In simple terms, creating the traffic report over the course of a few latest months would give you the needed data to work of, i.e. if the portion of the organic Search Engines traffic is high and significant for your business in general, then the impact of losing the positions in Search Engines is high, and the risk should be properly mitigated.



Alternatively, if the portion of the Search Engines traffics isn’t significant, then we can conclude the impact is low and deffer the risk.

In case of doubts an additional data gathering and analysis should be used to analyse not only the trafficitself but also the positions of your site in the Search Engines by keywords related to your Company/business as well as actual conversions of this traffic into your website’s goals. However, in most cases producing a simple breakdown of the site’s traffic is sufficient for understanding the general picture and the potential impact.


So what should be done?

The risk mitigation can be achieved by following the common industry SEO practices. Here we captured what we think are the main action points and wrapped them into the checklist presented below.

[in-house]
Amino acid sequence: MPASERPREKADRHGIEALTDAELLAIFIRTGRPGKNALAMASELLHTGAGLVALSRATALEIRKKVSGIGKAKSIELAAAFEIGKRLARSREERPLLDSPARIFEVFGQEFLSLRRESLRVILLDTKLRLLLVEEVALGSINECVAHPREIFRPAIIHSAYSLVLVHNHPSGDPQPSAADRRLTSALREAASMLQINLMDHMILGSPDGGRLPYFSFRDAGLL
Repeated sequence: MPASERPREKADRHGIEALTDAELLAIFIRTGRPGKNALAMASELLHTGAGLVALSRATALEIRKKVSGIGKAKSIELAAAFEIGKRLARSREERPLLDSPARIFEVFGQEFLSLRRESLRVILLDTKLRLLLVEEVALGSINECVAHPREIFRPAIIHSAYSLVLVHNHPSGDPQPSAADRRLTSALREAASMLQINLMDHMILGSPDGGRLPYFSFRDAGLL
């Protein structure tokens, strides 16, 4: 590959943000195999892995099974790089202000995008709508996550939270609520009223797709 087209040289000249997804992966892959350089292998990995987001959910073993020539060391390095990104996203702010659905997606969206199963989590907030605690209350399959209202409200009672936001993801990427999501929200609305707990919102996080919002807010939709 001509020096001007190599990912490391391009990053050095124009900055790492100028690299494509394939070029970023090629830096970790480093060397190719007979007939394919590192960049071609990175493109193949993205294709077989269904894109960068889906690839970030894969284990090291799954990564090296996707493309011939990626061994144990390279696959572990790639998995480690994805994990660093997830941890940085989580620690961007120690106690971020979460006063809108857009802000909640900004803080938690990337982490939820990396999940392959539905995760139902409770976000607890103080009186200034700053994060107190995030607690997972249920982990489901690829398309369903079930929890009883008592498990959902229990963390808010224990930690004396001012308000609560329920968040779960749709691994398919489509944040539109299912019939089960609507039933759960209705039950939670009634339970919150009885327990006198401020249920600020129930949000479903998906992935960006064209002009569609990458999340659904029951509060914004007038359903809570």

CONSIDERATIONS

ASSUMPTIONS


#CategoryStepDescription
1Pre-migrationBenchmarkingNote your current site’s page loading times and top keyword rankings across desktop and mobile for performance comparison after the actual migration. Tools:
Google Webmasters
PageSpeed Insights
Google Analytics
2Pre-migrationPre Production site isolationMake sure the new site isn’t accessible by Search Engines during the pre-migration period (when it’s already available for testing). That is to prevent marking the content of your site as “duplicate” by SE (otherwise, it will seriously impact your rankings in a negative way).
3Pre-migrationServer/hosting performance evaluationTest the new server/hosting performance (ping, content serving speed, network etc.) to ensure it’s not worse than the existing one. Seeing better figures for the new hardware/hosting would even be advisable.
4Pre-migrationServer/hosting performance locationPlace the new website on a server/hosting geographically located in the same area where your target customers are - Search Engines take this factor into account.
5Pre-migrationhttps enablingThe new site should be configured to serve the content via https, as it’s gradually turned into the industry's best practice.
6Pre-migration.htaccess redirects Review .htaccess redirects of the existing site and ensure all important redirects are transferred to the new site.